Laminar Boundary Layer Theory (Prandtl 1904)
Let S be the boundary layer thickness which represents the limit beyond which viscous effects are negligible. Let l be the characteristic length of the obstacle. We assume that S ^ l, see Fig. 8.6. Inside the boundary layer one can simplify the NavierStokes equations, using order of magnitude analysis which is based on the rigorous technique of asymptotic expansion. The мcomponent of velocity is of order U, the incoming flow velocity. Pressure is assumed to be of order p = O (pU2), in other words, it can be written
Fig. 8.6 Geometric interpretation of displacement thickness S* (x) 
P(x, y) = pu2n(<8 27)
where П is a dimensionless function of x/1 and y/6(x) only. The coefficient in front of the dimensionless function, pU2, is called a “gage”. It gives the order of magnitude of the term. Furthermore, the partial derivatives are of order, respectively:




(a) From continuity, the two terms must balance, hence


The flow is almost aligned with the body.
(b) From the xmomentum equation: the acceleration terms in the lefthandside are both of order O (pu^j and must balance the viscous term р,^ = о (pjU^j, hence


where the Reynolds number is defined as Rel = pU. In fact, this is true for any x sufficiently large, i. e.
where Rex = pUx. Note that if there is a pressure gradient in the xdirection, its order will match the other terms, as dp = о (p ufsj.
(c) Consider the ymomentum equation. First we multiply it by : the acceleration terms in the lefthandside are both now of order O (pир^ and balance the viscous
term of order O (p U^ as a consequence of the previous result (indeed, one term и has been replaced by v in both sides). The pressure derivative term is now of order O (pир. Comparing this term’s magnitude with the other terms indicates that this term dominates the equation since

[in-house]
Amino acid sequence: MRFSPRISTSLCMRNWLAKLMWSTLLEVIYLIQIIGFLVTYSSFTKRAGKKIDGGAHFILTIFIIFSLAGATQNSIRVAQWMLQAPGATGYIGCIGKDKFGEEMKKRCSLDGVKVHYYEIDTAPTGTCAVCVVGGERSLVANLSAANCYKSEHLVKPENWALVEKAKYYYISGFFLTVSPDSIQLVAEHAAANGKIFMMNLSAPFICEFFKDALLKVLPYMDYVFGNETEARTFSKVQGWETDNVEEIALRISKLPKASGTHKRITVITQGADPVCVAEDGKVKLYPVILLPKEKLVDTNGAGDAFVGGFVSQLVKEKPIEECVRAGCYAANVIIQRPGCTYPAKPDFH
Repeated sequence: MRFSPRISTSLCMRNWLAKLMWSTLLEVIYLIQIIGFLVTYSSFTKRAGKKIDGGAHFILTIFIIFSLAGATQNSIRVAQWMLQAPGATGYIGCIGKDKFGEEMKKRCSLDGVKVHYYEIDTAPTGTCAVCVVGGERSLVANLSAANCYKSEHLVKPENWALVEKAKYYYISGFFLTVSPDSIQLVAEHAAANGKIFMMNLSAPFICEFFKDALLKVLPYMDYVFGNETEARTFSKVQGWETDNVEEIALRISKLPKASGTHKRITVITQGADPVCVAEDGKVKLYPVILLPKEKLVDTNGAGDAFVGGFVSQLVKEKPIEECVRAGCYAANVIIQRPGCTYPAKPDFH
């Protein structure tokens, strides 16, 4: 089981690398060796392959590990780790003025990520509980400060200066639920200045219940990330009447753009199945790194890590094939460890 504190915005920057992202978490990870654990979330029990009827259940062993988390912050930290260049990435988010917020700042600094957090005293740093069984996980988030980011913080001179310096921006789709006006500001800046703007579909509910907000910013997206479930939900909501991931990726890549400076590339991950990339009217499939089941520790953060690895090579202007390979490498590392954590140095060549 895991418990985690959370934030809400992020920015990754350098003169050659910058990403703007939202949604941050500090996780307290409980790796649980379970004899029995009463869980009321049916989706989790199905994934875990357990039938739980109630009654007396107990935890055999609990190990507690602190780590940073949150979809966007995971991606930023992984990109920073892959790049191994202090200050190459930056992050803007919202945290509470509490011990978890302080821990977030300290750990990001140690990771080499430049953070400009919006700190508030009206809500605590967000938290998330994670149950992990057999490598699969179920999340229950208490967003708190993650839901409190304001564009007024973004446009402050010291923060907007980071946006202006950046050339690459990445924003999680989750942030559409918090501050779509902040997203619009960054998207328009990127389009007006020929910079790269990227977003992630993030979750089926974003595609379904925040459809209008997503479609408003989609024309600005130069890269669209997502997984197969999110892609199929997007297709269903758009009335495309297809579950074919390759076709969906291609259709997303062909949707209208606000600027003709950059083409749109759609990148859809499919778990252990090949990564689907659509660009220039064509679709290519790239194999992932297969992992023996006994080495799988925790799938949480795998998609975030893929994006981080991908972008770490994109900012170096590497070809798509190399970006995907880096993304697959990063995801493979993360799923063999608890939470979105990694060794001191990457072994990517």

U2 
U262 
U2 
( 62 
l > p 13 
= pT 
U) * 

d p 
dv 
dv 
d2v 
dy y> pu dx 
+pv d 
0Г Pdy2 
As a result, to first order, the ymomentum equation reduces to one term and the pressure gradient in the ydirection must vanish
^ = 0 ^ p = p(x) = pi (x) (8.33)
d y
where the subscript i stands for “inviscid”, i. e. in the inviscid flow. Let ui (x) be the inviscid flow velocity at the edge of the boundary layer. From Bernoulli’s equation
p™ + [7] pU2 = pi (x) + 2p (u2(x) + v2(x)) ~ pi (x) + 2pu2(x) (8.34)
Taking the derivative in the xdirection yields
d2 u 
Hence the Prandtl boundary layer equations reduce to
This is a nonlinear system of two equations in two unknowns, (u, v) with a source term function of ui (x) provided by the inviscid flow. It is of parabolic type and can be marched in the flow direction as long as u(x, y) > 0.
The initial/boundary conditions are the following:
• at x = 0 u(0, y) = U, v(0, y) = 0, a uniform, undisturbed velocity profile is given,
• at y = 0, u(x, 0) = v(x, 0) = 0, along the solid wall,
• at y = S(x), u (x, S(x)) = ui (x), at the edge of the boundary layer.
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